Teaching is the one thing that everyone can do to improve their knowledge on the subject, and sharpen those critical thinking skills.
In my last years of school, as I became more acquainted with several of my teachers, I tended to wonder about how intense their job was. This enabled me to understand that the one that truly benefits in a class is the teacher, and the student not necessarily as much.
Being a student vs. being a teacher
As a student, you can sit passively in class, your eyes on the blackboard but your mind somewhere only you know. You might learn a new discovery or gain new insight into the topic being discussed, but you only learn if you put your mind and soul into it. And that’s exactly what a teacher does: plan, prepare and dictate the class. A (good) teacher’s job is to ensure that the student understands the material as best as possible, and the only way to do that is by carrying out the class as efficiently as possible; by preparing material beforehand, creating an interactive dynamic, giving constructive feedback, resolving the students’ doubts and questions, etc.
I sometimes see teaching as akin to giving a long presentation to a class full of younger people who have yet to understand the subject. And when you, the student, prepare for any good presentation, you have to do research and plan out how you will communicate your information best. This process – researching, reading, writing – not only enables you to become acquainted with the topic, but it also forces you to organize your presentation in such way that the audience can understand it.
Benefits of teaching
This post is titled “The Art of Teaching” because I don’t see teaching as something fixed or solely academic, as one would commonly assume. Below I have named some of the benefits of teaching, which revolve around many skills that can be extremely useful to us at other instances of our lives:
1. You become more empathetic and creative
To become a teacher, you need to a) be pretty much an expert on the subject (or at least know more than the student) and b) know how to transmit your knowledge to the student as understandably as possible. To do this, you must understand the perspective of a student that is not as acquainted with the subject as you are, and use varied methods to teach him, e.g. visual representations, plenty of examples, creative options, etc. The more often you do this, the better your skills of empathy and creativity.
2. You can become an expert on the subject
The thing about teaching is that you can do it at any age. If you’re in school or college, you can use your knowledge to teach and earn some money. The experience of teaching itself is valuable enough, and the money can be a rewarding plus 🙂 This will enable you to further explore your academic interests in a situation in which you are no longer the student sitting in a classroom (the change of environment can offer you a fresher perspective).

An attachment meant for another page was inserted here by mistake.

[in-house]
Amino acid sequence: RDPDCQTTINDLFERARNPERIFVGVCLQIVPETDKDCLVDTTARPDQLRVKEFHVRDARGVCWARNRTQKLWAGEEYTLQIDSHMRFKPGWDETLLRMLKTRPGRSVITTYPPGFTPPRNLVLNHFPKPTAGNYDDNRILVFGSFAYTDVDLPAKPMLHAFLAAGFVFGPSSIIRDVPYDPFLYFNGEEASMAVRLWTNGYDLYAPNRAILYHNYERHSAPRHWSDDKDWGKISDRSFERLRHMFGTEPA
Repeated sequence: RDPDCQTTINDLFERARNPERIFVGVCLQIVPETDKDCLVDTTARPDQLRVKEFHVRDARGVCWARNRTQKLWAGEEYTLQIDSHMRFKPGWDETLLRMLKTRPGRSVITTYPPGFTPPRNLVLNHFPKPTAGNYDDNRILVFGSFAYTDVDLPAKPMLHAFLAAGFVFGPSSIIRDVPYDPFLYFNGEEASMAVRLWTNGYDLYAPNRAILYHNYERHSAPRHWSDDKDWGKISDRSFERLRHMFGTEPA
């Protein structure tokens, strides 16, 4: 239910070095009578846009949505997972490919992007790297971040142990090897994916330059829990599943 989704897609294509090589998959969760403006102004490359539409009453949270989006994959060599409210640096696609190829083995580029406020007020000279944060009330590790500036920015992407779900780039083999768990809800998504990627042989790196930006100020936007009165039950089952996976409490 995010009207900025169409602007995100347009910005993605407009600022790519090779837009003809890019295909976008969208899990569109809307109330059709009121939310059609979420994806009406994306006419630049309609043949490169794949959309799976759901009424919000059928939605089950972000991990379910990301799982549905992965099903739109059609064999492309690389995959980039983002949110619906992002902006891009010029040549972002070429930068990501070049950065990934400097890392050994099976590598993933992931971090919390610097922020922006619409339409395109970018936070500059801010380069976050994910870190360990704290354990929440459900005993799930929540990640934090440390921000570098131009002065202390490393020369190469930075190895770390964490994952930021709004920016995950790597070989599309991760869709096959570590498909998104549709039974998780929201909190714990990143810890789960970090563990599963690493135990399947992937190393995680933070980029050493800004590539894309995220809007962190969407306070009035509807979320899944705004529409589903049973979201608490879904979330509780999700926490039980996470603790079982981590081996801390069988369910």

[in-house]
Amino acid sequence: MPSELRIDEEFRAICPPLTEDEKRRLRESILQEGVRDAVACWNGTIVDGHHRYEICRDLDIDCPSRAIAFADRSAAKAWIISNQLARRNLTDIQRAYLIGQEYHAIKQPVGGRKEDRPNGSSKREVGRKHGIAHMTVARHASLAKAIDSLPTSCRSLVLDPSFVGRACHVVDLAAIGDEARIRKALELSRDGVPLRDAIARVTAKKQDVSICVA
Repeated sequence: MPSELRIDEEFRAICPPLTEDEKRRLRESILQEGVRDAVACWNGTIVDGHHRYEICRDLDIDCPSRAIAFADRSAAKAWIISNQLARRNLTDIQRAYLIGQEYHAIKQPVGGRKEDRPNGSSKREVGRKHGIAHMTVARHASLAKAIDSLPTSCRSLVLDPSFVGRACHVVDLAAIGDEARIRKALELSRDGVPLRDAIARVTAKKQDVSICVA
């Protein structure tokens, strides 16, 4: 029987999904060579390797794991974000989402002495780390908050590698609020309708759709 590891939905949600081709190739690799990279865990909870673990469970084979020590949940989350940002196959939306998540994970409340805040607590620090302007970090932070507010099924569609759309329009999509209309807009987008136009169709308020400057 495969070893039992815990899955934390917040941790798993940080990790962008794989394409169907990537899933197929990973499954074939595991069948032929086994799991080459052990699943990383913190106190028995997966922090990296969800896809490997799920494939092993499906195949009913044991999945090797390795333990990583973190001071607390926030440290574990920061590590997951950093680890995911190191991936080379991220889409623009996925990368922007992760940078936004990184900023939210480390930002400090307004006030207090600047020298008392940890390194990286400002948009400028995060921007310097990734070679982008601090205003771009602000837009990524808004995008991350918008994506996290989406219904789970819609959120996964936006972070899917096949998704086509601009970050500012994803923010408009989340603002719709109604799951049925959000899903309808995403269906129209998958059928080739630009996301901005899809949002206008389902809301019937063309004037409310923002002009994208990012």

3. It’s a valuable service
Whether you are teaching a class of 30 students, a small group of 5, or an individual student, teaching them to become better at something is a valuable and intrinsic act of service. Like nurturing a child to become a civilized person, you are nurturing your student(s) to become better and more knowledgeable individuals. And hopefully, this act will inspire your students and they will start teaching others, creating a ripple effect. There’s nothing more rewarding than that.
4. Anyone can teach
You can be either an introvert or extrovert and enjoy teaching a class of students equally as much. As an introvert, I have had some experience teaching in different opportunities, and they have become some of the most rewarding experiences that I have: I have lectured people on a passionate subject of mine (sign language), taught a class full of young children sign language, tutored a small group of disabled students academic subjects, and tutored peers individually on an academic subject.
In my case, though the amount of effort and time I put into preparing the teaching increases as more students/people are involved, I thoroughly enjoyed each teaching experience I got.
Regardless of your personality type, you can always find your teaching ‘niche’. Maybe you enjoy having the personal connection with your student and prefer teaching one-to-one; maybe you like the social interaction of many students, and thrive teaching a class; or you might prefer lecturing a large number of people.
Whatever it is, teaching will reward you with a better understanding of the subject and provide you with the opportunity to know and learn from other people.